The Honesty Policy is a group of anonymous Muslims who believe that the community needs a space to express itself without shame or judgement
Who makes you happy?
happy listSend your nominations now for the Independent on Sunday Happy List
Travel Shop
the manor
Up to 70% off luxury travel
on city breaks Find out more
Up to 70% off luxury travel
on chic beach resorts Find out more
sardina foodie
Up to 70% off luxury travel
on country retreats Find out more
Have you tried new the Independent Digital Edition iPad app?
Independent Dating

By clicking 'Search' you
are agreeing to our
Terms of Use.

iJobs Job Widget
iJobs General

Apprentice IT Technician

£150.00 per week: QA Apprenticeships: This company is a company that specializ...

1st Line Technical Service Desk Analyst IT Apprentice

£153.75 per week: QA Apprenticeships: This company is an innovative outsourcin...

1st Line Helpdesk Engineer Apprentice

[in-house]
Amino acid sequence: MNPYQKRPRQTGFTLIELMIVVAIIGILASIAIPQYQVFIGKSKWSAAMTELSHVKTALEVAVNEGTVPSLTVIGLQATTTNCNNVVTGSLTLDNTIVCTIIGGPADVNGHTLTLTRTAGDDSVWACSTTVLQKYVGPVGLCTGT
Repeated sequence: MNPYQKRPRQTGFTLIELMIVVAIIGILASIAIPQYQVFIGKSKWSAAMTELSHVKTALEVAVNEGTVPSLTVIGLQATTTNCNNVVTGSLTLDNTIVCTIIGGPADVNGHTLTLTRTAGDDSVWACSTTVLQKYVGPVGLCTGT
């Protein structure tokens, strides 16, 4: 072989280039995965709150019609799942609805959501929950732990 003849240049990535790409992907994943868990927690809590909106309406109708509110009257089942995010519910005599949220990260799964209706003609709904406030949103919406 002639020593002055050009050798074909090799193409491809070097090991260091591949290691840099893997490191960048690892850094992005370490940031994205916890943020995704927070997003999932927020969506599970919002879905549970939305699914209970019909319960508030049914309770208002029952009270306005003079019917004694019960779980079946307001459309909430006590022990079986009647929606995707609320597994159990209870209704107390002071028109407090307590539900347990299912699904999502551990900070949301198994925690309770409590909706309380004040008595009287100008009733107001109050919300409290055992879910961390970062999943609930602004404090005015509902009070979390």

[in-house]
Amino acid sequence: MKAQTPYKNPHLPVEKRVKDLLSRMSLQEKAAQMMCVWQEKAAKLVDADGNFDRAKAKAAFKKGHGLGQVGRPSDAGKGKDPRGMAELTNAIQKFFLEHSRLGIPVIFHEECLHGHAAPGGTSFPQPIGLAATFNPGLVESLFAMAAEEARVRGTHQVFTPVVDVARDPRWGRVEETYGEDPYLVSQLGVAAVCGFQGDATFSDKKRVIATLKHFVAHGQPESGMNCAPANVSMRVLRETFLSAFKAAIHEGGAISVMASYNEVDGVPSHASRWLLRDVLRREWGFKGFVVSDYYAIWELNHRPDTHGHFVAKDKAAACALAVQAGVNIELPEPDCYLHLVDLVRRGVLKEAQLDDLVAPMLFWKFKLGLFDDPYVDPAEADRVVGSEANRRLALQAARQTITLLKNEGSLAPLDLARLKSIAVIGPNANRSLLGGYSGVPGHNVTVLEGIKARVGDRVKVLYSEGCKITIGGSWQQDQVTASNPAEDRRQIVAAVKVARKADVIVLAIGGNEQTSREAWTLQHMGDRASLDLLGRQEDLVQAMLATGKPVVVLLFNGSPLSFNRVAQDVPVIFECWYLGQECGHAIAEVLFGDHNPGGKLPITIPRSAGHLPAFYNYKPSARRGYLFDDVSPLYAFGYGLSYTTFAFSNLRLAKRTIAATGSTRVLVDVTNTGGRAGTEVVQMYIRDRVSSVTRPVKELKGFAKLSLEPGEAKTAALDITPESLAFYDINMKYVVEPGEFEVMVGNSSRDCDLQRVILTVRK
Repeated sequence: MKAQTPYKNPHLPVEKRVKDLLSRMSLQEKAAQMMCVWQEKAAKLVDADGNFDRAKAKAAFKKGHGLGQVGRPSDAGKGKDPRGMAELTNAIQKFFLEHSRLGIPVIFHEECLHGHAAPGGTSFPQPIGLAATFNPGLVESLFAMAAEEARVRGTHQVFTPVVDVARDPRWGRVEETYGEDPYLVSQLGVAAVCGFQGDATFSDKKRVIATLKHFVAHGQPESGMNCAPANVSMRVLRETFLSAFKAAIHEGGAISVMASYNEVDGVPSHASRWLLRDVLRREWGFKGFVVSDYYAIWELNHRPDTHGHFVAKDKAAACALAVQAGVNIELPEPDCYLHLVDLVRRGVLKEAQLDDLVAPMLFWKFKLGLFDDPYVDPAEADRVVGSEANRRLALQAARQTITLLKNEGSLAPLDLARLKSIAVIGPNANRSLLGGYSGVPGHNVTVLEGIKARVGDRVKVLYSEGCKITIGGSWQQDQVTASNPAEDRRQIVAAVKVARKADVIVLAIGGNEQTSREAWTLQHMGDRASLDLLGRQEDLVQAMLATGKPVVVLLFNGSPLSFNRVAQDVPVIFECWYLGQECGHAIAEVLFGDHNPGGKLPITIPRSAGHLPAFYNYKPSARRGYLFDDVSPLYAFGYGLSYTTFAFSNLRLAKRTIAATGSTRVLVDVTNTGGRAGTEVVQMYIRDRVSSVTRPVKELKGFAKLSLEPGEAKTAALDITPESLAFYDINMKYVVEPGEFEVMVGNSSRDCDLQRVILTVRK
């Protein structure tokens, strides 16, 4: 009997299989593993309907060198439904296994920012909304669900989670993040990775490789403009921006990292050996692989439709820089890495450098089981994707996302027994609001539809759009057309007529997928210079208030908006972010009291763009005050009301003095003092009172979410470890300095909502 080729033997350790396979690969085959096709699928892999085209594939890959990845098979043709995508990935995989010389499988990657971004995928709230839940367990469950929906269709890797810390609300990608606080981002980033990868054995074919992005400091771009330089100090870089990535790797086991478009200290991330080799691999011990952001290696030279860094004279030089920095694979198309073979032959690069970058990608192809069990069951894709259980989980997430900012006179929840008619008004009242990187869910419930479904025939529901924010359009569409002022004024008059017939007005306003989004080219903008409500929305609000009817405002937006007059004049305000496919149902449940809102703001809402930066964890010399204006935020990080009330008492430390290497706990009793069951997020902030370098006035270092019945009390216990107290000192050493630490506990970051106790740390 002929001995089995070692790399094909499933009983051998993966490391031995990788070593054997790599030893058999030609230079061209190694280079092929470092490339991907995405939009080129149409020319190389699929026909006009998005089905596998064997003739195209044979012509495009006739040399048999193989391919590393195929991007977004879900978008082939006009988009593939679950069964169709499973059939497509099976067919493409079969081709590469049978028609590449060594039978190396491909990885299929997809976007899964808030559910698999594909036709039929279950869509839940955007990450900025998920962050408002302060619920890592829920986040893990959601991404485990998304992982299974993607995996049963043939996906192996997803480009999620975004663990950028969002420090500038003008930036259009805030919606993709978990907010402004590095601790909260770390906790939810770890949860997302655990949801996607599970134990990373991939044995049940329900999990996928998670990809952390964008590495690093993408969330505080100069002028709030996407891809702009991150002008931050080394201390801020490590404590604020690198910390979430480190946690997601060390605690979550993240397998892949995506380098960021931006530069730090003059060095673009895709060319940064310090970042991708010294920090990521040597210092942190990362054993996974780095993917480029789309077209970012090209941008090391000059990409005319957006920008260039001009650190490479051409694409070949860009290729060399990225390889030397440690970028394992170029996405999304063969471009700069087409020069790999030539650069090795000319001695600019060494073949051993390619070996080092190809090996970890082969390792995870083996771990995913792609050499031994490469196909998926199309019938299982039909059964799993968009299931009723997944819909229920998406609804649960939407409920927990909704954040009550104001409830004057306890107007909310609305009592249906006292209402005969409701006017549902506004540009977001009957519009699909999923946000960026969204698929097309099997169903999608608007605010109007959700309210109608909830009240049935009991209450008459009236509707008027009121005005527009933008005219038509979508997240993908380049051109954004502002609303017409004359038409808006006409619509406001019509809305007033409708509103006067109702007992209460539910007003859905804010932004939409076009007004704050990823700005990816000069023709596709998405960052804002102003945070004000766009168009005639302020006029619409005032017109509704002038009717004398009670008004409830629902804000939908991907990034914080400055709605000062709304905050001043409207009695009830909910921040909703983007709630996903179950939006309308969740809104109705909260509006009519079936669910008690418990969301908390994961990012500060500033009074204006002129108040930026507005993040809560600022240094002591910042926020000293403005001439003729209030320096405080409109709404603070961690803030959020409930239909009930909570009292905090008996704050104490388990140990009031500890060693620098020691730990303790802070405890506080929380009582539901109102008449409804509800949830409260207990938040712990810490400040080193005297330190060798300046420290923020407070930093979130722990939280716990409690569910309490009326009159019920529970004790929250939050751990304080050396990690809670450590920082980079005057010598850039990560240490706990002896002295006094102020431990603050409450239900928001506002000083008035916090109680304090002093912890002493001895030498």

£150.00 per week: QA Apprenticeships: This company has been providing on site ...

Sales Associate Apprentice

£150.00 per week: QA Apprenticeships: We've been supplying best of breed peopl...

Day In a Page

How I brokered a peace deal with Robert Mugabe: Roy Agyemang reveals the delicate diplomacy needed to get Zimbabwe’s President to sit down with the BBC

How I brokered a peace deal with Robert Mugabe

Roy Agyemang reveals the delicate diplomacy needed to get Zimbabwe’s President to sit down with the BBC
Video of British Muslims dancing to Pharrell Williams's hit Happy attacked as 'sinful'

British Muslims's Happy video attacked as 'sinful'

The four-minute clip by Honesty Policy has had more than 300,000 hits on YouTube
Church of England-raised Michael Williams describes the unexpected joys in learning about his family's Jewish faith

Michael Williams: Do as I do, not as I pray

Church of England-raised Williams describes the unexpected joys in learning about his family's Jewish faith
A History of the First World War in 100 moments: A visit to the Front Line by the Prime Minister's wife

A History of the First World War in 100 moments

A visit to the Front Line by the Prime Minister's wife
Comedian Jenny Collier: 'Sexism I experienced on stand-up circuit should be extinct'

Jenny Collier: 'Sexism on stand-up circuit should be extinct'

The comedian's appearance at a show on the eve of International Women's Day was cancelled because they had "too many women" on the bill
Cannes Film Festival: Ken Loach and Mike Leigh to fight it out for the Palme d'Or